“One ought, every day at least, to hear a little song, read a good poem, see a fine picture, and, if it were possible, to speak a few reasonable words.”
     ― Johann Wolfgang von Goethe

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Tuesday Tuneup 73

Q. What’s going on inside?

A. Conviction.

Q. You’ve been convicted of a crime?

A. Not that kind of conviction.

Q. What kind, then?

A. Spiritual conviction.

Q. Can you elaborate?

A. I’m convicted!  Does the word mean nothing to you?

Q. Why should it?

A. Weren’t you around during the 80’s?

Q. What happened during the 80’s?

A. There was a massive movement throughout America, I guess it started in the late 70’s.  35% of Americans began identifying themselves as “born again Christian” — and they were markedly more conservative than the average voter.

Q. What’s this got to do with conviction?

A. It became Christian slang for a person to say there were “convicted” when they believed that the Spirit was impressing upon them some thing that they should or should not do.

Q. Isn’t that more like guilt?

A. Not exactly.  One can feel guilty even if one has done nothing wrong.   There are many sources of guilt, and not all of them are positive.

Q. But conviction is always positive?

A. Yes.

Q. Well then!  What are you convicted about?

A. Gee, I thought you’d never ask.

Q. Are you convicted you’ve been doing something wrong?  Or convicted that you haven’t been doing something right?

A. Both.  But the latter seems more salient, and to the point.

Q. What is that you ought to be doing right?

A. Something that doesn’t come natural to me.  But every sign is pointing that I do it.

Q. But what is it?

A. I hesitate to say.

Q. Why?

A. I’ll sound weird.

Q. Cold feet?

A. Heebie jeebies.

Q. WHAT IS IT??

A. I’m supposed to take on these — um — roles.  In the community here.  One is that of being a mediator.   Another, a mentor.

Q. Mediator?  Mediator over what?

A. I seem to have been selected to smooth relations between two neighboring businesses.

Q. Why you?

A. Because I am involved in both businesses, one on a volunteer basis, and one as a hanger-outer in a coffee shop.

Q. What is the essence of the tension between the two establishments?

A. Culture clash.   You see, the people next door from the coffee house are involved in trying to get their lives back together.   A lot of them  have been on drugs, or on the streets, or otherwise severely traumatized.  Some of them have serious mental health conditions.   The point is, many of them come across in confusing ways that don’t fit the social norms.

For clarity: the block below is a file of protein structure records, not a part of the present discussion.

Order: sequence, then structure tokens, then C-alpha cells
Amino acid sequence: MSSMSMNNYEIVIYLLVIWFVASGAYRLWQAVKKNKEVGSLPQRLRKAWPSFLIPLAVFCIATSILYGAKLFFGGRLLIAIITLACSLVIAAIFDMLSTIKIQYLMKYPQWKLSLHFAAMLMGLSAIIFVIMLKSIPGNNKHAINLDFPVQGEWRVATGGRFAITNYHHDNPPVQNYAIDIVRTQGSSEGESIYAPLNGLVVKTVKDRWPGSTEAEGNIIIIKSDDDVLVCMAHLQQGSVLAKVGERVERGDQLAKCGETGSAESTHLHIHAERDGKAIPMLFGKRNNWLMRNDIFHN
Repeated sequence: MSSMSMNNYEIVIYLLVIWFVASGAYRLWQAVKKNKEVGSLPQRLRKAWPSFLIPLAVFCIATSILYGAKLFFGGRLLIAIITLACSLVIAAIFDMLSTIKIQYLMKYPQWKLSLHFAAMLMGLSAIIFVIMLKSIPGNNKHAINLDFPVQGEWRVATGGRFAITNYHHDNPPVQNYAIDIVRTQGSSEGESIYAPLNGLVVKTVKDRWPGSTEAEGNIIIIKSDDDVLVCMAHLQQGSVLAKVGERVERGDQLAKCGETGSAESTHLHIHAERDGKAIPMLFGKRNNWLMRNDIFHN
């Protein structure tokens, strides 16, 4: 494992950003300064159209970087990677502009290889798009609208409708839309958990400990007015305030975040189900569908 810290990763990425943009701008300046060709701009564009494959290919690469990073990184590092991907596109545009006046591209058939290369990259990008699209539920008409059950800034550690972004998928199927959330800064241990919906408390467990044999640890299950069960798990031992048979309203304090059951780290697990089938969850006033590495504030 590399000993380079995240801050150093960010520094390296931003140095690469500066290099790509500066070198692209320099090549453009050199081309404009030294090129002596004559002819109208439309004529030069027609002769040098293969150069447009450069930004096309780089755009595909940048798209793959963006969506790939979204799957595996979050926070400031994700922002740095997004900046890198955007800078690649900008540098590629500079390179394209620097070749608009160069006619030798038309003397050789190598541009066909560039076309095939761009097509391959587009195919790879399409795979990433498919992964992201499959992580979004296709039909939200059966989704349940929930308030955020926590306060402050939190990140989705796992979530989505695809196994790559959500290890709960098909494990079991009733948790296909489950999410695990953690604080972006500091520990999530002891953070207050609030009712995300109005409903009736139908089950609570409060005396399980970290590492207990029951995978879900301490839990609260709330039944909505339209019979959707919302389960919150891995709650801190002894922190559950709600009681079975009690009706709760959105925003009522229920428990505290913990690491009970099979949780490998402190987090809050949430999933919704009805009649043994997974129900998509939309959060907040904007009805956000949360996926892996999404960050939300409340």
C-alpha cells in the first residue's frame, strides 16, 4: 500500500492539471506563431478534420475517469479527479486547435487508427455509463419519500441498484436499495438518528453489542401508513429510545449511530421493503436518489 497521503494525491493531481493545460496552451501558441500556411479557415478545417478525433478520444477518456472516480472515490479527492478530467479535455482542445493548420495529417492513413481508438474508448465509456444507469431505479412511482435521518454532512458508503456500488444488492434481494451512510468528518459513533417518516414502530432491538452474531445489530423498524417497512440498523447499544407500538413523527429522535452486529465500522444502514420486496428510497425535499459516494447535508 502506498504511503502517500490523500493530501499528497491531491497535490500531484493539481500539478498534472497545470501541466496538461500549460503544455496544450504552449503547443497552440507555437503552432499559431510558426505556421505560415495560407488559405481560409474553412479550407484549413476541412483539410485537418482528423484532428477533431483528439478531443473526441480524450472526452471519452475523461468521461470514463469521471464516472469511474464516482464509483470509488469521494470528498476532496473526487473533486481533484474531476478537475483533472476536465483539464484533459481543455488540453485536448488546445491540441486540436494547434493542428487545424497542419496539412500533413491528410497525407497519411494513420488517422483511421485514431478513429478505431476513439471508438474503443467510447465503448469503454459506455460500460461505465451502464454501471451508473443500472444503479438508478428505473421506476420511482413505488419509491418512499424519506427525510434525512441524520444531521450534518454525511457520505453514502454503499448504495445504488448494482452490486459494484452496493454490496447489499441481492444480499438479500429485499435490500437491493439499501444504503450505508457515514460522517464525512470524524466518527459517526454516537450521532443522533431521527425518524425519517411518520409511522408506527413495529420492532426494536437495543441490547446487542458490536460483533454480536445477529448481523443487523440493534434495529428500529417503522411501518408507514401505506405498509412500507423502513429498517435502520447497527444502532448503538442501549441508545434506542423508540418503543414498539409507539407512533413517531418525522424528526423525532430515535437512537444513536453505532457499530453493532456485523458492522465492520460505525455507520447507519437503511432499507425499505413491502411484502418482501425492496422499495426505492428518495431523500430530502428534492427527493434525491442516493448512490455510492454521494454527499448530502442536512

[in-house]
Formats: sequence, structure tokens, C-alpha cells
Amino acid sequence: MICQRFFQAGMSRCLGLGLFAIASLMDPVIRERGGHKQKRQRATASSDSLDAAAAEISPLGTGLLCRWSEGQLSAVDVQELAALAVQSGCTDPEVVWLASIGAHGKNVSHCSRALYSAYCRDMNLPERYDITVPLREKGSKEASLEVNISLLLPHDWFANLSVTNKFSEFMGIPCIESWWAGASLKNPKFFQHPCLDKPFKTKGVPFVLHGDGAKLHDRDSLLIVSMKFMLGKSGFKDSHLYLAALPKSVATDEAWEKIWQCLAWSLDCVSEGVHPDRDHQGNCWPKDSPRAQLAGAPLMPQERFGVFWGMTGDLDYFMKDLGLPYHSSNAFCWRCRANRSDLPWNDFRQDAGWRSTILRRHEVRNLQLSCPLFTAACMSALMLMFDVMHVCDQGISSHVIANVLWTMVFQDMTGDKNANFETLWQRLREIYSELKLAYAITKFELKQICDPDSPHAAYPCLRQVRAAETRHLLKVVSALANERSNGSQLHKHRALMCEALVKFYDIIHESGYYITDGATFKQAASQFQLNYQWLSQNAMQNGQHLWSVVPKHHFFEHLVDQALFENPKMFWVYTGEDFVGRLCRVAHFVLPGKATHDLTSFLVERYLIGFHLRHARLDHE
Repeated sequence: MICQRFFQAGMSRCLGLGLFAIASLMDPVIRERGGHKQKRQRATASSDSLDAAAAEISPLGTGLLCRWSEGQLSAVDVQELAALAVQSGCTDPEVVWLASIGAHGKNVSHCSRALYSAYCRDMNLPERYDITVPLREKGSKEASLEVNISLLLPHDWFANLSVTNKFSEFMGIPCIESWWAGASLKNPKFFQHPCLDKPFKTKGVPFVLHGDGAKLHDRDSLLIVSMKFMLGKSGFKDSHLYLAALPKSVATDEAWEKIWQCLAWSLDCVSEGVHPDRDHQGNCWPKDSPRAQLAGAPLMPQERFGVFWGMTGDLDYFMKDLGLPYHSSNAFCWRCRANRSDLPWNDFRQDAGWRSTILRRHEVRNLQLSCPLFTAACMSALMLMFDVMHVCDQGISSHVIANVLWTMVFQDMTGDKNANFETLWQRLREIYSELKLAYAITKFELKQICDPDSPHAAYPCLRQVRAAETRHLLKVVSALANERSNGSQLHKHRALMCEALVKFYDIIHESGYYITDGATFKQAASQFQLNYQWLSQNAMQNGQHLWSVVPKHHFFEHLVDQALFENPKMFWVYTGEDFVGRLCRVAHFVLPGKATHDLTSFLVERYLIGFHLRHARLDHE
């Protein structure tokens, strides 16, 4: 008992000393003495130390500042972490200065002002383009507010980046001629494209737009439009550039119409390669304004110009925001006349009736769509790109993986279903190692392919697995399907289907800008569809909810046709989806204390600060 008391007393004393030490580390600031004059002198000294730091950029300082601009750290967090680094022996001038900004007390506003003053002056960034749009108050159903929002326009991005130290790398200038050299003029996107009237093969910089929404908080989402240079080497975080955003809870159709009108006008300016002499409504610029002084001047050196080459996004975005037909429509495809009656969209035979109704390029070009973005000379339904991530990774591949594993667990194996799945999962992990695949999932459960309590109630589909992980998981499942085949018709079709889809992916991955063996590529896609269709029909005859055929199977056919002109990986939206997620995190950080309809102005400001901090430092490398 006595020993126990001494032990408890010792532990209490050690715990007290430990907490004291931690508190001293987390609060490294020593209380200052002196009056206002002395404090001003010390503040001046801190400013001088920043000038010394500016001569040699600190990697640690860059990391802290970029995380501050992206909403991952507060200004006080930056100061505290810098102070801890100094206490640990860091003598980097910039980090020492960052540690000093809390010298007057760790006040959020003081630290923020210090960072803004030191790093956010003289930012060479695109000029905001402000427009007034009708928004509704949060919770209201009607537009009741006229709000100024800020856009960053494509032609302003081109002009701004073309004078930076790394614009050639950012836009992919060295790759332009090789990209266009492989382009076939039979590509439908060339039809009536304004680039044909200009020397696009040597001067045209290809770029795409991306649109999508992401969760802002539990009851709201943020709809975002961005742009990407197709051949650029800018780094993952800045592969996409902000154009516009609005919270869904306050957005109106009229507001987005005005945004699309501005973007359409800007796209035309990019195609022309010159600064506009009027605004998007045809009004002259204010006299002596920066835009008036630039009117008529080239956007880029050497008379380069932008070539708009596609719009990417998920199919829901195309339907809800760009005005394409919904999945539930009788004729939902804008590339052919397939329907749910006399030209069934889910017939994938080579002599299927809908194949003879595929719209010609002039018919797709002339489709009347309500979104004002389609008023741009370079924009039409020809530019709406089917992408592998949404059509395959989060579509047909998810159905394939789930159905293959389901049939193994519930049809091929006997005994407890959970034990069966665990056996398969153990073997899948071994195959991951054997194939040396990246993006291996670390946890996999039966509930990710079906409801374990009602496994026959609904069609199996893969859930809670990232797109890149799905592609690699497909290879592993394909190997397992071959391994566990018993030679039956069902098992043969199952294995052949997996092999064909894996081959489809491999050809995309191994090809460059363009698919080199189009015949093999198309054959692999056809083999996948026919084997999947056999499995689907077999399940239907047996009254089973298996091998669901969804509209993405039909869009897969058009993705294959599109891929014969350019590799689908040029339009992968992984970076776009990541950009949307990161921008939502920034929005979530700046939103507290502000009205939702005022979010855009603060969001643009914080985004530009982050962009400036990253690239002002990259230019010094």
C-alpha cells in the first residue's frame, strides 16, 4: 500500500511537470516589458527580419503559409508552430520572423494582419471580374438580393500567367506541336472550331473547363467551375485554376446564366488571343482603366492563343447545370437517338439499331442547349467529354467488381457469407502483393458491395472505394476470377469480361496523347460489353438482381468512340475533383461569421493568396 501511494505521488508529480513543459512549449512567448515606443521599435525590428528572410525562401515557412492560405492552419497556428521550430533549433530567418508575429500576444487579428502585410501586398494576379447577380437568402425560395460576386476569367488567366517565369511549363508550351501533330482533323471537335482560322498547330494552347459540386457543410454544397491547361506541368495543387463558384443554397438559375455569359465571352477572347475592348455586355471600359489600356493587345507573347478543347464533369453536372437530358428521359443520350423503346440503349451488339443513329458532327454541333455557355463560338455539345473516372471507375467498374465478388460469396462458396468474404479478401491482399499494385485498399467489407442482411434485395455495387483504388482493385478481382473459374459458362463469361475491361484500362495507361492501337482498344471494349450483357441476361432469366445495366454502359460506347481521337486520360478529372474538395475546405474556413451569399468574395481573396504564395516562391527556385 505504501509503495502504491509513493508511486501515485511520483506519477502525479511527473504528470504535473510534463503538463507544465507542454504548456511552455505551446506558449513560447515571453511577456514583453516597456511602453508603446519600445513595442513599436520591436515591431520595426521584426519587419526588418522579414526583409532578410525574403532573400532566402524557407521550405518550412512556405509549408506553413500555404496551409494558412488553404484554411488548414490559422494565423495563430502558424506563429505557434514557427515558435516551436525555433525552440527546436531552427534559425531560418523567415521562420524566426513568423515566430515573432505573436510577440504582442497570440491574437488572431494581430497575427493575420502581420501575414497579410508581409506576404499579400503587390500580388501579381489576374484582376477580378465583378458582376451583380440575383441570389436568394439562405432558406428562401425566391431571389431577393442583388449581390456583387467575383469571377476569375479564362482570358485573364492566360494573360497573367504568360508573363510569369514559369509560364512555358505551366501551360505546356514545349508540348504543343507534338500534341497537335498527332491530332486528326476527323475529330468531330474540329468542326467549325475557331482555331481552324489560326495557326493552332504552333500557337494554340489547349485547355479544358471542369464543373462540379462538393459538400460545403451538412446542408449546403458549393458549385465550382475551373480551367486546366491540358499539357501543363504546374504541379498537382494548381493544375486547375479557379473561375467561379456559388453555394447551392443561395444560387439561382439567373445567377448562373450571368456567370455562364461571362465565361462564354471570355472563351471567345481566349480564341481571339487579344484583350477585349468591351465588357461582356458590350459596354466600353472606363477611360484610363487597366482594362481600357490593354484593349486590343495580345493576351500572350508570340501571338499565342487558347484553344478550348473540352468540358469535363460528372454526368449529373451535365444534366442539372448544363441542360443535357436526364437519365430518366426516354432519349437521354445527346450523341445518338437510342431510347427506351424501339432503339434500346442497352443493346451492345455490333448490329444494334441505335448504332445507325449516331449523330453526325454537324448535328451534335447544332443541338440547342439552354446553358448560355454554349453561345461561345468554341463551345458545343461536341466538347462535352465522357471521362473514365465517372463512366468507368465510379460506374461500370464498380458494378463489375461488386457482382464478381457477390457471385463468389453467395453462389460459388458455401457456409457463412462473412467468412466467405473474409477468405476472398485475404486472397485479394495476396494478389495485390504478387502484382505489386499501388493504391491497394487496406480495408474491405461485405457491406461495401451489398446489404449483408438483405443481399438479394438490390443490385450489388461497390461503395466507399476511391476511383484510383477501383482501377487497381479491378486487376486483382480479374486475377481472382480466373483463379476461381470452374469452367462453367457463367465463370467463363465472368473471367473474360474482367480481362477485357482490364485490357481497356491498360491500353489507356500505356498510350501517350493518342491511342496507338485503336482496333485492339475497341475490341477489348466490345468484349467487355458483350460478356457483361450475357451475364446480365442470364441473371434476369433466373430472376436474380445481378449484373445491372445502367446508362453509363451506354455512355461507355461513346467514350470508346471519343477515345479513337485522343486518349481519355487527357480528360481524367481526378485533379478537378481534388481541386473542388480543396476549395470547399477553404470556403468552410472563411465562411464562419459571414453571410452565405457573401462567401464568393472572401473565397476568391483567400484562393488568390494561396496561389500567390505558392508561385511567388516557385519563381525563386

Q. But they’re good people, right?

A. Absolutely!  It’s just that the people in the coffee house don’t necessarily know that.

Q. What are the people in the coffee house like?

A. Quiet, studious, and reserved.

Q. And the people from the place next door?

A. Loud, boisterous, and unrefined.  

Q. So you’re supposed to be a go-between?

A. Yes.  I’m supposed to gently tell them not to be too loud around the coffee house, or cuss too much, or refer to themselves and others in derogatory terms.   And I’m supposed to explain and defend them to the baristas who may feel uneasy in their presence.

Q. Well, isn’t this a good thing?

A. Well, yeah.  It’s better than if the owners had decided just to kick them out of the coffeehouse.  But it’s still a strange position for me to be in.  I have no experience in this area.

Q. So how will you go about this?

A. One step at a time.

Q. Will you wear a badge?

A. Not on your life.  

Q. What about the mentoring?

A. That’s a little more down my alley.   You see, this guy died last month.  A dear friend of mine.  Here’s a picture of him:

Paul Anders

Q. Wasn’t he a little young to die?

A. Young like mid-50’s.  Fit, healthy, vibrant.  Paul caught some kind of flu, turned to pneumonia, turned to a staph infection, then sepsis – and he was gone in about ten days.  He was a great musician – and a great guy.  It shocked the entire community, and left a great void.

Q. What’s this got to do with mentoring?

A. Paul was a mentor and a role model for many of the younger musicians in the community.  He played about ten different instruments, freely played music with all, and encouraged all musicians to embrace and develop their full potential.